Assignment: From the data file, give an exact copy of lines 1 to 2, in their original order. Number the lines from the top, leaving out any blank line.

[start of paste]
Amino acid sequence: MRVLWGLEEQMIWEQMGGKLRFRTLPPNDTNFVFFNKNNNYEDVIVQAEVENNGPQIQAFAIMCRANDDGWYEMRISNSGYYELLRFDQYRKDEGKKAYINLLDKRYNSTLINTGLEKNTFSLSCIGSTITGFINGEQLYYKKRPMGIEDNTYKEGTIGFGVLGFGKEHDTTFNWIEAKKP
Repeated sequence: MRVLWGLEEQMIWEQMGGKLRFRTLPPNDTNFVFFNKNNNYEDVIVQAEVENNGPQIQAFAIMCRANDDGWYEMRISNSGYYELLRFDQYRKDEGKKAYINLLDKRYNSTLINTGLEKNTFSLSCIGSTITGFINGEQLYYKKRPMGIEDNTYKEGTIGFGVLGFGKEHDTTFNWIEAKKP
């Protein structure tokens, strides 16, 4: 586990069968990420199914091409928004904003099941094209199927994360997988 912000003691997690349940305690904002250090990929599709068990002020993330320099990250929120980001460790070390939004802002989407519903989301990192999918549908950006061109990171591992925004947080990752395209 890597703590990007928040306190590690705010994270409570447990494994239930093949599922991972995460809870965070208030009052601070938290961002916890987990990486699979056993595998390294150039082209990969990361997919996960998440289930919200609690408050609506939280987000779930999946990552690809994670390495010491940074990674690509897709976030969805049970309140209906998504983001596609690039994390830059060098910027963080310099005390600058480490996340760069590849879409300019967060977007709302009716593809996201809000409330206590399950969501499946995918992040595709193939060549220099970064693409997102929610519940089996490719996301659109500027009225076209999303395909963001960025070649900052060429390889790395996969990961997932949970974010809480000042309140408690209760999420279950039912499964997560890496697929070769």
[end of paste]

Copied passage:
Amino acid sequence: MRVLWGLEEQMIWEQMGGKLRFRTLPPNDTNFVFFNKNNNYEDVIVQAEVENNGPQIQAFAIMCRANDDGWYEMRISNSGYYELLRFDQYRKDEGKKAYINLLDKRYNSTLINTGLEKNTFSLSCIGSTITGFINGEQLYYKKRPMGIEDNTYKEGTIGFGVLGFGKEHDTTFNWIEAKKP
Repeated sequence: MRVLWGLEEQMIWEQMGGKLRFRTLPPNDTNFVFFNKNNNYEDVIVQAEVENNGPQIQAFAIMCRANDDGWYEMRISNSGYYELLRFDQYRKDEGKKAYINLLDKRYNSTLINTGLEKNTFSLSCIGSTITGFINGEQLYYKKRPMGIEDNTYKEGTIGFGVLGFGKEHDTTFNWIEAKKP